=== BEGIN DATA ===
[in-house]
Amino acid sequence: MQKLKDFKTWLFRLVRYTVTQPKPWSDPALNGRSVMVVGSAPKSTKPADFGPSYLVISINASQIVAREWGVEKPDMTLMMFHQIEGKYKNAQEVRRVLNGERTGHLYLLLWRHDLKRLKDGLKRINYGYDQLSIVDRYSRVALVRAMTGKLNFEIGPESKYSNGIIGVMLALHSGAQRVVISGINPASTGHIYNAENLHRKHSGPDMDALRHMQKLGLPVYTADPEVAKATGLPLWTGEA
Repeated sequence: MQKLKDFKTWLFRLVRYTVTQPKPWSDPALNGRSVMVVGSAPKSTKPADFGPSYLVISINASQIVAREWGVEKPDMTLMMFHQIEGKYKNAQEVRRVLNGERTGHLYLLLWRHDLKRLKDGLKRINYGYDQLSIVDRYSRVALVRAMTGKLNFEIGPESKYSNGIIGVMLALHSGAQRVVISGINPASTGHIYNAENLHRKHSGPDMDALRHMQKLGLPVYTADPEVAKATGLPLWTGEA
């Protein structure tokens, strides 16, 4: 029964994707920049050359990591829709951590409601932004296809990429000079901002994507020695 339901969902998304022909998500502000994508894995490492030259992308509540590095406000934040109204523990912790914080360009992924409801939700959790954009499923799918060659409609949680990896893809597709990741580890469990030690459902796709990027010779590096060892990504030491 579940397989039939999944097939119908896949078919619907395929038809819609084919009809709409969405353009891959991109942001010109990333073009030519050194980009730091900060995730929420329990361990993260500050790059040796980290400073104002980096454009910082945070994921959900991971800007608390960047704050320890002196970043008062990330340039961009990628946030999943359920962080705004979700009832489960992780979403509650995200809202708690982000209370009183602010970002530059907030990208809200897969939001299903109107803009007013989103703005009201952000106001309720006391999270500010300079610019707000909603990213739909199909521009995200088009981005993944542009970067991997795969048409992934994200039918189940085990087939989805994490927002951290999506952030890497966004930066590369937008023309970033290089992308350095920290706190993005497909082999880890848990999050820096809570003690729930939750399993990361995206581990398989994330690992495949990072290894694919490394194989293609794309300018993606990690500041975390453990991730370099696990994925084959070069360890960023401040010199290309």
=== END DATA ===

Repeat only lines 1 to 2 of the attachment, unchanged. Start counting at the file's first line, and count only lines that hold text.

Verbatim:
[in-house]
Amino acid sequence: MQKLKDFKTWLFRLVRYTVTQPKPWSDPALNGRSVMVVGSAPKSTKPADFGPSYLVISINASQIVAREWGVEKPDMTLMMFHQIEGKYKNAQEVRRVLNGERTGHLYLLLWRHDLKRLKDGLKRINYGYDQLSIVDRYSRVALVRAMTGKLNFEIGPESKYSNGIIGVMLALHSGAQRVVISGINPASTGHIYNAENLHRKHSGPDMDALRHMQKLGLPVYTADPEVAKATGLPLWTGEA